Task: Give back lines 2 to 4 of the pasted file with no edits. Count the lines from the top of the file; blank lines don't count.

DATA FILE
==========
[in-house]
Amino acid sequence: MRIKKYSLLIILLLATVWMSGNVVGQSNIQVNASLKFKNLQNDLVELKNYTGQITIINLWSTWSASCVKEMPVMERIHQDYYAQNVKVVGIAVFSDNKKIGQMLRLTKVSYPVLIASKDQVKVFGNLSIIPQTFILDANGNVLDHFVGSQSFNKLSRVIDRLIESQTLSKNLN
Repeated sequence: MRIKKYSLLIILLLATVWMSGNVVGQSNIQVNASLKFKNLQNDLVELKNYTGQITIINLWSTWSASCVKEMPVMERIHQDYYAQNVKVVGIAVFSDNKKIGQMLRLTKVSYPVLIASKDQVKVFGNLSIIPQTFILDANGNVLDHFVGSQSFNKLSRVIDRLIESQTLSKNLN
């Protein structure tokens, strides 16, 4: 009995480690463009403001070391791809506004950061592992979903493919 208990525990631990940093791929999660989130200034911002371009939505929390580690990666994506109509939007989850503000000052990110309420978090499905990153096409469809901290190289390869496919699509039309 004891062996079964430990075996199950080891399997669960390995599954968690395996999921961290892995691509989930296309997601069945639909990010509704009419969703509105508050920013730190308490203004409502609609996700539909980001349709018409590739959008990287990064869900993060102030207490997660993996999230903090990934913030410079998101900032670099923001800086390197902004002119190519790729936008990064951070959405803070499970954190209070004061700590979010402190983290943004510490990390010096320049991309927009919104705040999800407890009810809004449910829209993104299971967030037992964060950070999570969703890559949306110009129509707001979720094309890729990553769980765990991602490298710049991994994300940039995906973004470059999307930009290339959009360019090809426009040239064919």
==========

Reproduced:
Amino acid sequence: MRIKKYSLLIILLLATVWMSGNVVGQSNIQVNASLKFKNLQNDLVELKNYTGQITIINLWSTWSASCVKEMPVMERIHQDYYAQNVKVVGIAVFSDNKKIGQMLRLTKVSYPVLIASKDQVKVFGNLSIIPQTFILDANGNVLDHFVGSQSFNKLSRVIDRLIESQTLSKNLN
Repeated sequence: MRIKKYSLLIILLLATVWMSGNVVGQSNIQVNASLKFKNLQNDLVELKNYTGQITIINLWSTWSASCVKEMPVMERIHQDYYAQNVKVVGIAVFSDNKKIGQMLRLTKVSYPVLIASKDQVKVFGNLSIIPQTFILDANGNVLDHFVGSQSFNKLSRVIDRLIESQTLSKNLN
């Protein structure tokens, strides 16, 4: 009995480690463009403001070391791809506004950061592992979903493919 208990525990631990940093791929999660989130200034911002371009939505929390580690990666994506109509939007989850503000000052990110309420978090499905990153096409469809901290190289390869496919699509039309 004891062996079964430990075996199950080891399997669960390995599954968690395996999921961290892995691509989930296309997601069945639909990010509704009419969703509105508050920013730190308490203004409502609609996700539909980001349709018409590739959008990287990064869900993060102030207490997660993996999230903090990934913030410079998101900032670099923001800086390197902004002119190519790729936008990064951070959405803070499970954190209070004061700590979010402190983290943004510490990390010096320049991309927009919104705040999800407890009810809004449910829209993104299971967030037992964060950070999570969703890559949306110009129509707001979720094309890729990553769980765990991602490298710049991994994300940039995906973004470059999307930009290339959009360019090809426009040239064919």